Facebook announced it is pulling the plug on its facial recognition system and will delete the faceprints of over one billion users, as the company tries to rebound from a public relations crisis spawned by whistle-blower revelations that it knew how harmful its products are but did not take meaningful steps to fix them.
“The many specific instances where facial recognition can be helpful need to be weighed against growing concerns about the use of this technology as a whole,” wrote Jerome Pesenti, vice president of artificial intelligence for Facebook’s new parent company, Meta, in a blog post on Tuesday.
“There are many concerns about the place of facial recognition technology in society, and regulators are still in the process of providing a clear set of rules governing its use,” he added. “Amid this ongoing uncertainty, we believe that limiting the use of facial recognition to a narrow set of use cases is appropriate.”
For years, activists and academics have raised concerns that algorithms underpinning facial recognition programmes are racially biased and can be used to target black and brown people, fuel inequality and exacerbate social injustice.
“More than a third of Facebook’s daily active users have opted in to our Face Recognition setting and are able to be recognized, and its removal will result in the deletion of more than a billion people’s individual facial recognition templates,” said Pesenti, who also noted that regulators “are still in the process of providing a clear set of rules governing” the use of facial recognition tools.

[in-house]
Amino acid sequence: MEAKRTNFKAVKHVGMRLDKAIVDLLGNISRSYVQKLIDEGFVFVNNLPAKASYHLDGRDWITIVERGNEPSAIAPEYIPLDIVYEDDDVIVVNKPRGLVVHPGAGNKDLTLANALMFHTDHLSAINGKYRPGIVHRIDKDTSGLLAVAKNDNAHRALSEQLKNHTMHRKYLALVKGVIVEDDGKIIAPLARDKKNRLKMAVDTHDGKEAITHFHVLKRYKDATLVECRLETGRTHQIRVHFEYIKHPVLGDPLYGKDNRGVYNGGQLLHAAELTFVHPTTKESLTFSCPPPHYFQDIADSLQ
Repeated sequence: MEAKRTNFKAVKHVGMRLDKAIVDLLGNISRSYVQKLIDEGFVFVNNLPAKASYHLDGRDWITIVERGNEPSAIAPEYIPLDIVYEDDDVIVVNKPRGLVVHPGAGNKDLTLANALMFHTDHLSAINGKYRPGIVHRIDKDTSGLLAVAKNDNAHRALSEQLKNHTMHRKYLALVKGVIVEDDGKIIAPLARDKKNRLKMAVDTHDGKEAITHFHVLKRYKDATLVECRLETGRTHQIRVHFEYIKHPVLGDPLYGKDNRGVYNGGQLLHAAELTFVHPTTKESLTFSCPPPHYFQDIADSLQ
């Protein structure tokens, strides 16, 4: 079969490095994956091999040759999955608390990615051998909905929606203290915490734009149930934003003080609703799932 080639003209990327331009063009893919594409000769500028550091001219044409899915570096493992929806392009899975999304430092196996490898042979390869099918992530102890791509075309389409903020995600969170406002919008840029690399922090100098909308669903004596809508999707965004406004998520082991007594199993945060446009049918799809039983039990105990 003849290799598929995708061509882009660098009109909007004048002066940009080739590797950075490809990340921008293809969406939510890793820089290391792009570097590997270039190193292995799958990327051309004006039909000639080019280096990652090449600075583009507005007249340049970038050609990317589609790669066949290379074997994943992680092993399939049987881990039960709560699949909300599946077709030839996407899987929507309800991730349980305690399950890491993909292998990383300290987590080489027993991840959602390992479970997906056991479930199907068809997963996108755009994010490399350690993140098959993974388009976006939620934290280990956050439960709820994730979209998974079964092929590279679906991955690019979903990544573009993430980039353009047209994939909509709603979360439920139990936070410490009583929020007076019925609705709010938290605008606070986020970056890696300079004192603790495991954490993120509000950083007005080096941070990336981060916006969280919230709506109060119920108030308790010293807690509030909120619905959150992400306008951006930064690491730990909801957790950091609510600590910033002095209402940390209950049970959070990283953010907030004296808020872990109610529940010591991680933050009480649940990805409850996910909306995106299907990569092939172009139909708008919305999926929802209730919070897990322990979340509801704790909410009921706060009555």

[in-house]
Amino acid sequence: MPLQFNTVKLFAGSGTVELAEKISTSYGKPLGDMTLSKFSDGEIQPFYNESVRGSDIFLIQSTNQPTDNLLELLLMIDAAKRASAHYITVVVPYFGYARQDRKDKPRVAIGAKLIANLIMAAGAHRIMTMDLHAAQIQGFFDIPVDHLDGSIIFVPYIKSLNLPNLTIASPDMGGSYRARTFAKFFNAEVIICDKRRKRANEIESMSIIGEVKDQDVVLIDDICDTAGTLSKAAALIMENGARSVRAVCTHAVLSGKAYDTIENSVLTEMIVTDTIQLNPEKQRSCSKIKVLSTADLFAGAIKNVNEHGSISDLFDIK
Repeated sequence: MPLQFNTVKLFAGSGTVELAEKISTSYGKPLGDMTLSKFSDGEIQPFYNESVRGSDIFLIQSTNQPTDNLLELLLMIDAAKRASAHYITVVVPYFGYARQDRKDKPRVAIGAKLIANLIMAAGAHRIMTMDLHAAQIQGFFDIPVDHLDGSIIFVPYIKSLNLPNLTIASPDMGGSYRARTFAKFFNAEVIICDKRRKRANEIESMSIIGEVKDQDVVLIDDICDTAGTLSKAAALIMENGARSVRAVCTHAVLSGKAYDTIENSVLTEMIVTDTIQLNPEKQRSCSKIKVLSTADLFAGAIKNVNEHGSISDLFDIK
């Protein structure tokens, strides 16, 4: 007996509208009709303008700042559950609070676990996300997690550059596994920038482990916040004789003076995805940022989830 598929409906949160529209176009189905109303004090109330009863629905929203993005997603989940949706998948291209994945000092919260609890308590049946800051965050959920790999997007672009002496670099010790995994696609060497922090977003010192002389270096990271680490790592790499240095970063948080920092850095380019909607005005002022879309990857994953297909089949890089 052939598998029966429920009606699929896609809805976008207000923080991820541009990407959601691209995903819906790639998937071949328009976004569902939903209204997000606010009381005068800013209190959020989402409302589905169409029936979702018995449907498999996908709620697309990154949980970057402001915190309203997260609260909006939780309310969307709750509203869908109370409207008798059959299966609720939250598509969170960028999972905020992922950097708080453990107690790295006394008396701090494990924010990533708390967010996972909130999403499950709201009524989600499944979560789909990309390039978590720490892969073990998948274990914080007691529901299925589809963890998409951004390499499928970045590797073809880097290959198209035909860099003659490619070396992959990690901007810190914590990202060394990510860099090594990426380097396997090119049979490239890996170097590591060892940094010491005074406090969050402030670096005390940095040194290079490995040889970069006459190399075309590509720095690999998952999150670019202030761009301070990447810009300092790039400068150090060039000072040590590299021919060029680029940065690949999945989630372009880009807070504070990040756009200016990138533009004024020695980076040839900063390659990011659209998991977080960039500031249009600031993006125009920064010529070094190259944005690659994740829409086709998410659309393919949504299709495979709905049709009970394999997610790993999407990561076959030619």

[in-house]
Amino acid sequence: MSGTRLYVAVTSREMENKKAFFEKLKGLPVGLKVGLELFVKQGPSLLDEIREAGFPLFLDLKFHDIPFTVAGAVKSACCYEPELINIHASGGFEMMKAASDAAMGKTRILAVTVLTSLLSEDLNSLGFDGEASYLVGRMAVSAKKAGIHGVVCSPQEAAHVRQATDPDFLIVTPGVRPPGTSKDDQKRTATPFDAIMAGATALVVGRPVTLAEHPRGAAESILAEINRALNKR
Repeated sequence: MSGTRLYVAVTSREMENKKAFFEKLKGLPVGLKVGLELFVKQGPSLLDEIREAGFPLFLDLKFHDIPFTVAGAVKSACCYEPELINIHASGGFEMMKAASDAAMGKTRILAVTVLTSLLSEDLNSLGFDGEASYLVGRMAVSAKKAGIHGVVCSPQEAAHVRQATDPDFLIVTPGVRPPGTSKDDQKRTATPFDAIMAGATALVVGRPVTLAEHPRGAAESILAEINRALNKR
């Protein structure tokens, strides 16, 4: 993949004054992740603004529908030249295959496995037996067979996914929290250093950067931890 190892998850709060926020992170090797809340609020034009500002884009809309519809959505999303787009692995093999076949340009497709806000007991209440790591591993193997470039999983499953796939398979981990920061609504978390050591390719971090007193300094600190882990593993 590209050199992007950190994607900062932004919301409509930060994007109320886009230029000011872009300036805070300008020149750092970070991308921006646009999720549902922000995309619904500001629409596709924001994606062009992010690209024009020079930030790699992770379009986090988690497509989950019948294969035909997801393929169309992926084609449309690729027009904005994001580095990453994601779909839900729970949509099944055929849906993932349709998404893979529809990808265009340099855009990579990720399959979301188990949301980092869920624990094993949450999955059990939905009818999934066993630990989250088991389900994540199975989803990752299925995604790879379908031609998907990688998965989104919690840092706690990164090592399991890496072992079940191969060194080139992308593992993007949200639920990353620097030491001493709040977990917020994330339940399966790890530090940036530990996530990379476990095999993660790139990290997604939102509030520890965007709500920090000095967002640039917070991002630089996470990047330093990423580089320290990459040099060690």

The social media giant has been caught in a firestorm of image-battering controversy after whistle-blower Frances Haugen leaked documents that showed Facebook’s own researchers knew its products facilitated extremism and exploited vulnerable users like teenage girls, but the company’s executives did nothing to mitigate that harm.
Last week, Facebook renamed itself Meta Platforms and said it would shift its focus to developing a “metaverse” virtual reality platform. On Monday, whistle-blower Haugen blasted that rebrand and urged CEO Mark Zuckerberg to step down.
“I think it is unlikely the company will change if [Mark Zuckerberg] remains the CEO,” Haugen said on the opening night of the Web Summit in Lisbon.
Last year, United States tech giants including Amazon, Microsoft and IBM scrubbed or suspended their sales of facial recognition software to police, citing social justice concerns.